Publication: The Electrical Engineer
New York, NY, United States
THE DURABILITY OF PORCELAIN AS AN
BY A. B. DOBBS.
As an insulator, porcelain is a great deal tougher and more lasting than glass, and, while new, a higher insulation is claimed for it even when covered with dust and smoke. But in an experience extending over several years with all kinds of insulators, I have noticed that the glazing on the porcelain seems to crack when exposed to the weather.
A case of this kind came under my notice about two years ago. The original telegraph line from Montreal to Vancouver is strung on porcelain insulators of the same size and shape as the glass insulator, known in this country as the W. U. double petticoat pattern. Upon inquiry I was told that the porcelain insulators were not considered as good as glass (all the other wires on the line were tied to glass). I could see for myself that the wire in contact with the porcelain in many places left red streaks of rust upon it, proving that either the porcelain contained some deleterious substance, or that there was slight electrolysis, caused by leaks. The insulators were also seamed and badly cracked. In justice, however, I will say that the porcelain appeared to me to be of Canadian manufacture, which is of a very inferior quality.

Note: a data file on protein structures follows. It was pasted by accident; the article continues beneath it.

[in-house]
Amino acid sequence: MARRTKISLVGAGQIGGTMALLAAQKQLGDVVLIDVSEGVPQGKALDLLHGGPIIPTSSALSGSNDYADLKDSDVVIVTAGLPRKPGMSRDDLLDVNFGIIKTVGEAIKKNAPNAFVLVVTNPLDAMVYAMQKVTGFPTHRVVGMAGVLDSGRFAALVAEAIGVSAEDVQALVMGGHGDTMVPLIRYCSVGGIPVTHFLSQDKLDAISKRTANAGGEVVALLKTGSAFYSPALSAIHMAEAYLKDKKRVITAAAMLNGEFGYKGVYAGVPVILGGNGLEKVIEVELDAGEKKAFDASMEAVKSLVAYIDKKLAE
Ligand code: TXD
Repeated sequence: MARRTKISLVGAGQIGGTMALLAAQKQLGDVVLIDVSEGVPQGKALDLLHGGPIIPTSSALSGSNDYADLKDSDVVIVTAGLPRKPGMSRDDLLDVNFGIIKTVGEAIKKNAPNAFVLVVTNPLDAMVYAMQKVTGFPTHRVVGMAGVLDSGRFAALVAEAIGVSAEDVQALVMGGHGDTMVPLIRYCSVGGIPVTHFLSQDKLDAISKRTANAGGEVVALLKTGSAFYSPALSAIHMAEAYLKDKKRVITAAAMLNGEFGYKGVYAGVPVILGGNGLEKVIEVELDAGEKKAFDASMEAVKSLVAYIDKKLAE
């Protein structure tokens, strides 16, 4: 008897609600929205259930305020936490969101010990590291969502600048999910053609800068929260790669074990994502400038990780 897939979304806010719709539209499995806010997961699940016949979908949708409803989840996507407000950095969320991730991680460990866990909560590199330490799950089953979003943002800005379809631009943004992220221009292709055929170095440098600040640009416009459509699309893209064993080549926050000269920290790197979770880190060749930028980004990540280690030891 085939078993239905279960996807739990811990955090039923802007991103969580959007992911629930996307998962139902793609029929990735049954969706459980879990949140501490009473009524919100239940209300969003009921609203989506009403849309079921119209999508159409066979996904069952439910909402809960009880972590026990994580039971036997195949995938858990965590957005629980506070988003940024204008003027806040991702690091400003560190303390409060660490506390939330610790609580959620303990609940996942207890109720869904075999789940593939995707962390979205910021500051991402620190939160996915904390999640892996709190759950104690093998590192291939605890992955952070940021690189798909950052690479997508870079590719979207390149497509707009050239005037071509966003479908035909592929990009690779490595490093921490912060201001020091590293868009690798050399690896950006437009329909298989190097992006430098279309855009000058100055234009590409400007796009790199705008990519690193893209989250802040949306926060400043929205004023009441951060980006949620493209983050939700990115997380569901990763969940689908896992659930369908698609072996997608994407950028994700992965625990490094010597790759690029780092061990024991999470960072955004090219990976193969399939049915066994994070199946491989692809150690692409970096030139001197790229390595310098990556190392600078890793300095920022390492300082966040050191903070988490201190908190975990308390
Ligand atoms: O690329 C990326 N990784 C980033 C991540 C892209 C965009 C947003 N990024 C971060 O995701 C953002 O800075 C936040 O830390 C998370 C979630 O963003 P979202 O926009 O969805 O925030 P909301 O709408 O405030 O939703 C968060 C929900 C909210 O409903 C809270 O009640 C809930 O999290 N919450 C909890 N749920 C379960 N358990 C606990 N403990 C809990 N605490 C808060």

It will be interesting to learn how porcelain insulators that have been in place from five to ten years have behaved; the record to include the condition of the climate in which they are worked and whether of American or foreign manufacture.
There is a growing impression, that for high voltages at least, porcelain is better than glass; but is it?